In recent days, Washington has seized upon the capture of several large Iraqi weapons stores containing chemical protection suits with masks and nerve agent antidotes. Tons of ammunition were discovered in the buildings, but not a single chemical or biological weapon. Nevertheless, the presence of equipment to defend troops against chemical warfare was presented as proof of Iraqi plans for such warfare.
A brief examination of the historical record suggests the opposite conclusion: that the Iraqi military has good reason to fear that the US and British forces could resort to chemical and biological weapons.
The British seized and colonized Iraq during World War I and suppressed a revolt against British rule in 1920, using mustard gas against the population. London treated Iraq as a testing ground for new methods of warfare, involving ferocious aerial bombardment, a forerunner of the present campaign [ See “How the British bombed Iraq in the 1920s”]. During the same period, British forces used mustard gas in the failed military campaign to overthrow the Bolshevik government in Soviet Russia.
During World War II, the US military unleashed chemical weapons on the people of Japan before dropping two atomic bombs. On March 9, 1945, more than 300 B-29 Superfortresses attacked Tokyo, their napalm bombs and magnesium incendiaries turning 16 densely populated square miles into an inferno. An estimated 84,000 people, mostly civilians, were killed, making this one of the deadliest days of warfare ever.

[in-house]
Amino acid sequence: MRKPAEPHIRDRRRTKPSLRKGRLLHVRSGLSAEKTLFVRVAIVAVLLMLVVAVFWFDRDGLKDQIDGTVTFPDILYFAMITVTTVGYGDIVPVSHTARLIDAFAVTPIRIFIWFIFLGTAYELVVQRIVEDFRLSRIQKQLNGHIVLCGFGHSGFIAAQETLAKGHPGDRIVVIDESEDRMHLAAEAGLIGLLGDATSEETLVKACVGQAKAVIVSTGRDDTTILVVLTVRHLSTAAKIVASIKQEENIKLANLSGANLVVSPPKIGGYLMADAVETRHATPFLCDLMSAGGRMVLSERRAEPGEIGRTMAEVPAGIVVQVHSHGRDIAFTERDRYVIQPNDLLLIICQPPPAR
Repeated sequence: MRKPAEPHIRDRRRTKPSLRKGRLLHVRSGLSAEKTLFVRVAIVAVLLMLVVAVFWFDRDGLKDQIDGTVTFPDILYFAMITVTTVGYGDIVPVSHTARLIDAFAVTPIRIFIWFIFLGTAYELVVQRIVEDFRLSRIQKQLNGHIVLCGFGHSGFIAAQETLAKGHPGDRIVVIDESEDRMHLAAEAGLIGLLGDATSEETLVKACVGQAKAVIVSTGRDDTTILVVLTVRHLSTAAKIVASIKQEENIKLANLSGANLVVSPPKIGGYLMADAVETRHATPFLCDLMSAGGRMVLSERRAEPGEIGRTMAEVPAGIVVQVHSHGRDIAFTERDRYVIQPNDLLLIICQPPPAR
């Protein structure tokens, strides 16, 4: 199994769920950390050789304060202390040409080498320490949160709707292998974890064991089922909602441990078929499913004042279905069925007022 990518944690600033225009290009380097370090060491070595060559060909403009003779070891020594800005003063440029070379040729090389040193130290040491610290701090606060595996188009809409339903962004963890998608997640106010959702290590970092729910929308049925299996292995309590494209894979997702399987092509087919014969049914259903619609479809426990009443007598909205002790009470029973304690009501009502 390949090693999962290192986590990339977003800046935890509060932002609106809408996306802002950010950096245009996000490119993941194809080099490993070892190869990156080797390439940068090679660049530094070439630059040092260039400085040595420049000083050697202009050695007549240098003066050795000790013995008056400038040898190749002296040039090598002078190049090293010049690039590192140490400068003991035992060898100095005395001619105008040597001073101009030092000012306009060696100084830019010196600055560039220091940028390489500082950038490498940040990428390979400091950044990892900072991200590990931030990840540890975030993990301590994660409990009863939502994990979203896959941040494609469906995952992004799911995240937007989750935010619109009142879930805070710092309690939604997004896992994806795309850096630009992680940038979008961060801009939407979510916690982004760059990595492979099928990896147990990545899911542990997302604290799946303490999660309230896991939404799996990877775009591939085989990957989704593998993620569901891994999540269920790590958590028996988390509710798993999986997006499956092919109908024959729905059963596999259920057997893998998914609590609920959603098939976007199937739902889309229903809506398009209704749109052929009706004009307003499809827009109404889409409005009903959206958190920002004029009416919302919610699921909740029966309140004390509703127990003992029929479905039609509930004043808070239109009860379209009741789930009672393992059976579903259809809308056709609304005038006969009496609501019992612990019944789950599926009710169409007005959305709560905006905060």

More recently, the United States carpet-bombed Vietnam, Laos and Cambodia with napalm and other chemical agents, including defoliants such as Agent Orange, indiscriminately killing hundreds of thousands of people and poisoning Indochina’s soil and water for decades.
In the 1991 Gulf War, the Allied forces used “anti-personnel” cluster bombs and napalm munitions to horrible effect, most notoriously in the final massacre of up to 20,000 retreating Iraqi troops on the road to Basra. British soldiers sent in afterwards found hideous carbonized cadavers sitting upright in the blackened steel skeletons of the vehicles. In addition, the US-led forces blasted depleted uranium missiles and ammunition throughout Kuwait and Iraq, leaving some 320 tons of radioactive ordnance in the soil.
Western journalists, as well as the Arab media and the Iraqi government, have reported that such weapons have been used from the opening days of the current war.
On March 22, “embedded” reporters for both CNN and the Sydney Morning Herald / Melbourne Age, citing two marine officers in the field, reported that US Naval aircraft forces dropped napalm to end Iraqi resistance to the taking of Safwan Hill near Basra. The Australian report was filed by Age correspondent Lindsay Murdoch, an experienced and respected journalist who is attached to units of the First US Marine Division. When the Age foreign editor asked Murdoch to confirm the story, one of the marine officers repeated it.
A navy spokesman in Washington, Lieutenant Commander Danny Hernandez, adamantly denied the use of napalm, which was banned by a UN convention in 1980. He admitted that the US navy used napalm as late as 1993 in training exercises on the island of Vieques in Puerto Rico, but insisted that the last canister of a vast US naval stockpile was destroyed at a public ceremony in April 2001.
But many Arab journalists have repeatedly charged that the US is using napalm and cluster bombs. Reporting for the Saudi daily Al-Hayat, Abdelwahhab Badrakhan wrote: “Fifty people killed by cluster bombs in Basra. Over 600 dead in Najaf. Tens of bodies in the Baghdad market yesterday, scores more in Nasseriya the day before. And we’re still at the beginning of the war, meaning we’ve yet to see all its American and British filth.”